Herbert Mitgang

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Herbert Mitgang (January 20, 1920 – November 21, 2013) was an American author, editor, journalist, playwright, and producer of television news documentaries.


Born in Manhattan, he graduated with a law degree from what is now St. John's University.[1] While a student he wrote sports articles for The Brooklyn Eagle.[1]

During World War II, he served as an intelligence officer and Army journalist.[1]


During World War II Mitgang served as an army correspondent and became the managing editor of the Oran-Casablanca and Sicily editions of Stars and Stripes, earning six battle stars. After the war he joined The New York Times. During a 47-year career at the newspaper, he served as supervising editor of the drama section of the Sunday edition, was a member of the editorial board for twelve years, was the first deputy editor of the OP Ed page that he helped create, and was the paper’s publishing correspondent and a daily book critic until his retirement in 1995. From 1964 to 1967 Mitgang was assistant to the president and executive editor of CBS News and produced several CBS Reports documentaries. He also instructed evening classes in English at City College of New York in 1948–1949 and was a visiting professor at Yale University in 1975-1976. From 1948 to 1949 he was a member of the executive board of the Newspaper Guild of New York. He was a longtime member of, and served as president, of both the Authors League Fund and the Authors Guild. He was a Fellow of the Society of American Historians and a member of the Dramatists Guild of America. Mitgang contributed freelance articles to magazines, wrote several novels and biographies and edited several books. His papers are in the collection of the New York Public Library.[2]

Mitgang was one of the original named plaintiffs in "Authors Guild vs. Google" (2005), the purpose of which was to prevent Google from providing a complete searchable index of extant literature.


  • "Lincoln As They Saw Him" (1956) ASIN B000RQENP0
  • "Washington, D.C. in Lincoln’s Time" (1958) (Noah Brooks/Mitgang Ed.)
  • "Civilians Under Arms: The Stars & Stripes - Civil War to Korea" (Ed., with intro by) (1959) ASIN B000R0HKS8
  • "The Return" (1959) ASIN B000KBJCFI
  • "The Man Who Rode The Tiger: The Life And Times of Judge Samuel Seabury" (1963) ASIN B000PV42I0
  • "The Letters of Carl Sandburg" (Ed.) (1968) ASIN B0016KMQ0K
  • "America at Random: Topics of The Times" (Ed.) (1969) ASIN B000SATTOK
  • "Working for the Reader: A Chronicle of Culture, Literature, War and Politics in Books from the 1950s to the Present" (1970) ISBN 978-0-8180-1155-9
  • "Abraham Lincoln: A Press Portrait" (1971) SBN 8129-0170-3
  • "Spectator of America" (1971) (Edward Dicey/Mitgang Ed.) ISBN 978-0-8203-1172-2
  • "Get These Men Out of the Hot Sun" (1972) ISBN 0-87795-035-0
  • "The Fiery Trial - A Life of Lincoln" (1974) ASIN B000HKOFYA
  • "The Montauk Fault" (1982) ISBN 978-0-345-30378-3
  • "Kings in the Counting House" (1983) ISBN 0-87795-424-0
  • "Dangerous Dossiers: Exposing the Secret War Against America's Greatest Authors" (1988) ISBN 978-0-517-07474-9
  • "Words Still Count with Me: A Chronicle of Literary Conversations" (1995) ISBN 0-393-03880-7
  • "Once Upon a Time in New York: Jimmy Walker, Franklin Roosevelt, and the Last Great Battle of the Jazz Age" (2004) ISBN 978-0-8154-1263-2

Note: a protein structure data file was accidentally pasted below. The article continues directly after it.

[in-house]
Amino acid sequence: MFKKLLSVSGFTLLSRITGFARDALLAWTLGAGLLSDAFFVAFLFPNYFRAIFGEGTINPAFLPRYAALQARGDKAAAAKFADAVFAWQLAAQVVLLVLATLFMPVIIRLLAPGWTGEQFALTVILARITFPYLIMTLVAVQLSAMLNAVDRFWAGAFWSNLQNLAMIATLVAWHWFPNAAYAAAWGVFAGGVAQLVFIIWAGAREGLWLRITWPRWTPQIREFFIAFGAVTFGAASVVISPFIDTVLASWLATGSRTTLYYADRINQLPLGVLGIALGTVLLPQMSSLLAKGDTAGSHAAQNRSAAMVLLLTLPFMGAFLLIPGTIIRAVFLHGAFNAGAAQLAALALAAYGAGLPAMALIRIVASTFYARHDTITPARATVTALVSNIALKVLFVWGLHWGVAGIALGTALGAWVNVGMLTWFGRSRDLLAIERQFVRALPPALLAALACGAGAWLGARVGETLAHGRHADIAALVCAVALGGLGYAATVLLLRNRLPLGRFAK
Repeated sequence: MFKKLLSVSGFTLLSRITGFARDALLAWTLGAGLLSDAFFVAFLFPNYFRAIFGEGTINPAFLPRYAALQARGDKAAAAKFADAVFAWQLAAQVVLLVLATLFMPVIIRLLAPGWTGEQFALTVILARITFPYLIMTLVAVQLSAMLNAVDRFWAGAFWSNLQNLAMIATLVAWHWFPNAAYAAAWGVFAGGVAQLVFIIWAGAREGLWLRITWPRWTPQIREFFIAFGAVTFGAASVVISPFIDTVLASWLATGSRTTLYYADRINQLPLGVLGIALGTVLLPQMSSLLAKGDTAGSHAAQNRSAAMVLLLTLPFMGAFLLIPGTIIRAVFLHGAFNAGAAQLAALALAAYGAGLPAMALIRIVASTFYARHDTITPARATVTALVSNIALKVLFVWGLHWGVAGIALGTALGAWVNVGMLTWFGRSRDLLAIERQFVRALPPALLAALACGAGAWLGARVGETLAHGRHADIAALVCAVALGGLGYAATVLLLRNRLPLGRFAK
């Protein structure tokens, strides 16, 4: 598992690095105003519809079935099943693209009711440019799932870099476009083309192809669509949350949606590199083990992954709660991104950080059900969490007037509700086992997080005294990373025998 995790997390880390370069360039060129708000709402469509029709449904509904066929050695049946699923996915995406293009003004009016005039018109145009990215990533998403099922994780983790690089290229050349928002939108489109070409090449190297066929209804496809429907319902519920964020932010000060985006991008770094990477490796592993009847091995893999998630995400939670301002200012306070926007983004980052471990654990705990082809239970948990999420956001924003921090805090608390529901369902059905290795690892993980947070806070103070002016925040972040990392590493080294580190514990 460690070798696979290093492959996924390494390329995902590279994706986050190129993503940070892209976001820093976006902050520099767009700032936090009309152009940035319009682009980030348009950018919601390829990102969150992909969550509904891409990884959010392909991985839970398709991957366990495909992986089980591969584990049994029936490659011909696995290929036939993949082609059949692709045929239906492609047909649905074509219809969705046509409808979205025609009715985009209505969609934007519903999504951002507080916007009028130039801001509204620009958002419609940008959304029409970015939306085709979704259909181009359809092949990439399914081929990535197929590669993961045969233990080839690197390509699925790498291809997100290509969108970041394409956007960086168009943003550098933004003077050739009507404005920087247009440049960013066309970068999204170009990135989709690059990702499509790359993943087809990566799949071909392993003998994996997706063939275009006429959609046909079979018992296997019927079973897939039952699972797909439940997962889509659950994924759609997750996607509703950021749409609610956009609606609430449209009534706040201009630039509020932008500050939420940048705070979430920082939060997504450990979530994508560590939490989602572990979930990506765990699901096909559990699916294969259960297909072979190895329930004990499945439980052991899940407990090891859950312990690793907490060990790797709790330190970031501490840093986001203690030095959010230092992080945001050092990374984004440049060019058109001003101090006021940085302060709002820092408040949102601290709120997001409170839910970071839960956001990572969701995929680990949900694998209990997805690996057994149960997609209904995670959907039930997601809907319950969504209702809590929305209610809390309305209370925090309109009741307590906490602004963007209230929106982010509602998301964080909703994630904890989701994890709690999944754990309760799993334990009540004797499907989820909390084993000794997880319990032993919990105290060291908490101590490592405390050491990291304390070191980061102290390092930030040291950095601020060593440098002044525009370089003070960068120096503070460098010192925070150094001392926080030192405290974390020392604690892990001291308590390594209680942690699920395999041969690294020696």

• "Newsmen in Khaki: Tales of a World War II Soldier Correspondent" (2004) ISBN 978-1-58979-094-0


  • "Mister Lincoln" (1982) ISBN 0-8093-1034-1 (produced in many venues including the Morosco Theater on Broadway and Ford’s Theater in Washington, D.C., and appeared on public television)
  • "Adlai, Alone" (premiered in McLean County Museum of History, Bloomington, IL, 2004)

TV Documentaries[edit]

  • While at CBS News, Mitgang wrote and produced documentaries including: "Carl Sandburg: Lincoln's Prairie Years;" "Anthony Eden on Vietnam;" “Henry Moore: Man of Form;” and "D-Day Plus 20 Years: Eisenhower Returns to Normandy."

Magazine articles[edit]

  • Mitgang’s articles and book reviews have appeared in The New Yorker, The New York Times Magazine, The Nation, The Progressive, Atlantic Monthly, Harper’s, Town and Country, Newsweek, American Heritage, Military History Quarterly and Art News. His articles in The New Yorker included profiles of publisher Helen Wolff and Admiral Gene LaRocque, and an article on how the FBI secretly gathered dossiers on writers and artists.

Awards and honors[edit]

  • George S. Polk Career Award (1992)
  • American Bar Association Silver Gavel Awards (1964, 1969); Certificates of Merit (1970, 1973)
  • Society of the Silurians 25-year News Achievement Award (1993)
  • Literary Lions Award, NY Public Library (1988)
  • Barondess/Lincoln Award, Civil War Roundtable of New York (1981)
  • NY State Bar Association Media Award (1976)
  • Newspaper Guild of NY Human Rights Award (1958)
  • Decorated as a Knight, Order of Merit, by the president of the Italian Republic for writings on Italian culture and literature


Mitgang was married to Shirley (b. Kravchick), with whom he had a son, Lee, and two daughters: Esther who died in 2007, and, Laura.[1]


Mitgang died from complications of pneumonia.[1]


  1. ^ a b c d e "Herbert Mitgang, Wide-Ranging Author and Journalist, Dies at 93". New York Times. Retrieved November 29, 2013.
  2. ^ Herbert Mitgang Papers c1929–1995, at the New York Public Library — pdf Archived 2007-06-11 at the Wayback Machine

External links[edit]